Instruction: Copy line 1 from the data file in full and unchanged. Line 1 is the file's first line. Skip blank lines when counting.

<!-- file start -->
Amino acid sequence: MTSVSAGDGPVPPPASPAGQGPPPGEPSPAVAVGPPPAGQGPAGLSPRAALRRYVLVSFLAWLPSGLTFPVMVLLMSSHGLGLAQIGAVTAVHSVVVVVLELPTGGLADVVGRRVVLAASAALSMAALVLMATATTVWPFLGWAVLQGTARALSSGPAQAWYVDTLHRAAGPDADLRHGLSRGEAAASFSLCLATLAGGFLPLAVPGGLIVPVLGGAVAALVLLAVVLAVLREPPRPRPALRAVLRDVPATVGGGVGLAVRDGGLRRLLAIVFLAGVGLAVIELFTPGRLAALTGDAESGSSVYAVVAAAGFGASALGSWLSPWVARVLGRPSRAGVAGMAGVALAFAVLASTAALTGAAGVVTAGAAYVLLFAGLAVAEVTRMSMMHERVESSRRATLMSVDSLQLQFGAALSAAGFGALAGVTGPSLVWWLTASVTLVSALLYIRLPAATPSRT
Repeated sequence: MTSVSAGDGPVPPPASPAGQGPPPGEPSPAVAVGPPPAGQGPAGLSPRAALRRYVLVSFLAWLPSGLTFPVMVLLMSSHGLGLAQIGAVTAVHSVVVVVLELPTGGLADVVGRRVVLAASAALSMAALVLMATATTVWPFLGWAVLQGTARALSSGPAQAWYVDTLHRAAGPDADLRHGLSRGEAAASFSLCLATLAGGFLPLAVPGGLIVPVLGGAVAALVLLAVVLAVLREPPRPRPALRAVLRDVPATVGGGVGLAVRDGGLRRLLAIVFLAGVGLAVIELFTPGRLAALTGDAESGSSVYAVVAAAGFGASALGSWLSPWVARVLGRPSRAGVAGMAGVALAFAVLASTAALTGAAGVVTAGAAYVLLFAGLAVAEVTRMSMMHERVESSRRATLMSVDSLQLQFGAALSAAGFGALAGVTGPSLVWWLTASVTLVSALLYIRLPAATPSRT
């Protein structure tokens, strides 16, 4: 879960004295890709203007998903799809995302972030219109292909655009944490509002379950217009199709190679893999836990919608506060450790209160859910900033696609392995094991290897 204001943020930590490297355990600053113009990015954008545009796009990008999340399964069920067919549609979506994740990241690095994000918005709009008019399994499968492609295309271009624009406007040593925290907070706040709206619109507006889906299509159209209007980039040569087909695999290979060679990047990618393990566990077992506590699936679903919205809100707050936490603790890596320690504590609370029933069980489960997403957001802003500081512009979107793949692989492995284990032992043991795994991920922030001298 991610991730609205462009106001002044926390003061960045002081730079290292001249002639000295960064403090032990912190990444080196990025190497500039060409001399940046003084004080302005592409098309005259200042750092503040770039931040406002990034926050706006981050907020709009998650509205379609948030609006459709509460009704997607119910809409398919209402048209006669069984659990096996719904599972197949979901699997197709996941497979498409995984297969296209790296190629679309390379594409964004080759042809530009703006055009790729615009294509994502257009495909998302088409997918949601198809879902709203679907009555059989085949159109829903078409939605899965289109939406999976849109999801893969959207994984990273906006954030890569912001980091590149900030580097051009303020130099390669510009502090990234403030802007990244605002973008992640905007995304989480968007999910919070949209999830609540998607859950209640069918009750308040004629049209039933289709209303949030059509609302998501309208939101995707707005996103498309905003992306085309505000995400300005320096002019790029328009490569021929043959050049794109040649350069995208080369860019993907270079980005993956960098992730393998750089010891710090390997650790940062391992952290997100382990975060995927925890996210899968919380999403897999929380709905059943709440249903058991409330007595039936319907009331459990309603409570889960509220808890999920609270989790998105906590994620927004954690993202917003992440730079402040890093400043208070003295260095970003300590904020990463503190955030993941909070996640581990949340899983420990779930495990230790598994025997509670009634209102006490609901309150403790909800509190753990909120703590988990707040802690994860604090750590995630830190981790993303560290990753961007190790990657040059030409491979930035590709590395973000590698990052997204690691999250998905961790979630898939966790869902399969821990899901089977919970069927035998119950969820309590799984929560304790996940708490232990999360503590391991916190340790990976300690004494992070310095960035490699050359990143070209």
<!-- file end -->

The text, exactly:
Amino acid sequence: MTSVSAGDGPVPPPASPAGQGPPPGEPSPAVAVGPPPAGQGPAGLSPRAALRRYVLVSFLAWLPSGLTFPVMVLLMSSHGLGLAQIGAVTAVHSVVVVVLELPTGGLADVVGRRVVLAASAALSMAALVLMATATTVWPFLGWAVLQGTARALSSGPAQAWYVDTLHRAAGPDADLRHGLSRGEAAASFSLCLATLAGGFLPLAVPGGLIVPVLGGAVAALVLLAVVLAVLREPPRPRPALRAVLRDVPATVGGGVGLAVRDGGLRRLLAIVFLAGVGLAVIELFTPGRLAALTGDAESGSSVYAVVAAAGFGASALGSWLSPWVARVLGRPSRAGVAGMAGVALAFAVLASTAALTGAAGVVTAGAAYVLLFAGLAVAEVTRMSMMHERVESSRRATLMSVDSLQLQFGAALSAAGFGALAGVTGPSLVWWLTASVTLVSALLYIRLPAATPSRT